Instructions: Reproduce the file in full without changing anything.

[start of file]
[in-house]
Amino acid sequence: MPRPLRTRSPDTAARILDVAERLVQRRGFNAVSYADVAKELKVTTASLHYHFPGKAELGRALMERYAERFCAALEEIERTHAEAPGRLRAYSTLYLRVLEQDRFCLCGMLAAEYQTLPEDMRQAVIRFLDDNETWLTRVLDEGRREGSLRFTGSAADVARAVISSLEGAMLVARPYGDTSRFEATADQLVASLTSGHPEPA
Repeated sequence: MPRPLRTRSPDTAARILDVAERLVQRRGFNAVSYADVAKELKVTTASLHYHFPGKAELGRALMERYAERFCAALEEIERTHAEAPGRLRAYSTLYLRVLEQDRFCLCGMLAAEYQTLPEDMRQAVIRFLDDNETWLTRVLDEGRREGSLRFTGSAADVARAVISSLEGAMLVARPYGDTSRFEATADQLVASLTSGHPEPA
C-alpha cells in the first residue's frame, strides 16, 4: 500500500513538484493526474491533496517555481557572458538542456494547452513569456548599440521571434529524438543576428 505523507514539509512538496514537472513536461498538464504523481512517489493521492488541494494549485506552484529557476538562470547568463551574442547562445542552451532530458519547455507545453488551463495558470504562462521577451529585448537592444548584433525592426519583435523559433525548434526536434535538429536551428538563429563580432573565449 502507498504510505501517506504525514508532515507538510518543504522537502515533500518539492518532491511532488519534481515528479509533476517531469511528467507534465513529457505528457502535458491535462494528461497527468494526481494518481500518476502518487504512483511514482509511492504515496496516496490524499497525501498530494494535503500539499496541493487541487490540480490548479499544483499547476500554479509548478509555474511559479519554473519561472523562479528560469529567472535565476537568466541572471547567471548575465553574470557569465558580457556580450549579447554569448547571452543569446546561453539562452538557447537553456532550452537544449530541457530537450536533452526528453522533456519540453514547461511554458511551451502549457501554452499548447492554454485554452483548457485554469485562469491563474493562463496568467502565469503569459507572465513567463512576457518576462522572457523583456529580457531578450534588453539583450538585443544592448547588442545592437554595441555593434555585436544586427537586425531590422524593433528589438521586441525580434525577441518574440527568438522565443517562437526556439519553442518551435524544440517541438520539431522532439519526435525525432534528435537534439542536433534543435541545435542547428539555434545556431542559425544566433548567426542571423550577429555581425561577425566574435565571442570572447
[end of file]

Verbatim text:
[in-house]
Amino acid sequence: MPRPLRTRSPDTAARILDVAERLVQRRGFNAVSYADVAKELKVTTASLHYHFPGKAELGRALMERYAERFCAALEEIERTHAEAPGRLRAYSTLYLRVLEQDRFCLCGMLAAEYQTLPEDMRQAVIRFLDDNETWLTRVLDEGRREGSLRFTGSAADVARAVISSLEGAMLVARPYGDTSRFEATADQLVASLTSGHPEPA
Repeated sequence: MPRPLRTRSPDTAARILDVAERLVQRRGFNAVSYADVAKELKVTTASLHYHFPGKAELGRALMERYAERFCAALEEIERTHAEAPGRLRAYSTLYLRVLEQDRFCLCGMLAAEYQTLPEDMRQAVIRFLDDNETWLTRVLDEGRREGSLRFTGSAADVARAVISSLEGAMLVARPYGDTSRFEATADQLVASLTSGHPEPA
C-alpha cells in the first residue's frame, strides 16, 4: 500500500513538484493526474491533496517555481557572458538542456494547452513569456548599440521571434529524438543576428 505523507514539509512538496514537472513536461498538464504523481512517489493521492488541494494549485506552484529557476538562470547568463551574442547562445542552451532530458519547455507545453488551463495558470504562462521577451529585448537592444548584433525592426519583435523559433525548434526536434535538429536551428538563429563580432573565449 502507498504510505501517506504525514508532515507538510518543504522537502515533500518539492518532491511532488519534481515528479509533476517531469511528467507534465513529457505528457502535458491535462494528461497527468494526481494518481500518476502518487504512483511514482509511492504515496496516496490524499497525501498530494494535503500539499496541493487541487490540480490548479499544483499547476500554479509548478509555474511559479519554473519561472523562479528560469529567472535565476537568466541572471547567471548575465553574470557569465558580457556580450549579447554569448547571452543569446546561453539562452538557447537553456532550452537544449530541457530537450536533452526528453522533456519540453514547461511554458511551451502549457501554452499548447492554454485554452483548457485554469485562469491563474493562463496568467502565469503569459507572465513567463512576457518576462522572457523583456529580457531578450534588453539583450538585443544592448547588442545592437554595441555593434555585436544586427537586425531590422524593433528589438521586441525580434525577441518574440527568438522565443517562437526556439519553442518551435524544440517541438520539431522532439519526435525525432534528435537534439542536433534543435541545435542547428539555434545556431542559425544566433548567426542571423550577429555581425561577425566574435565571442570572447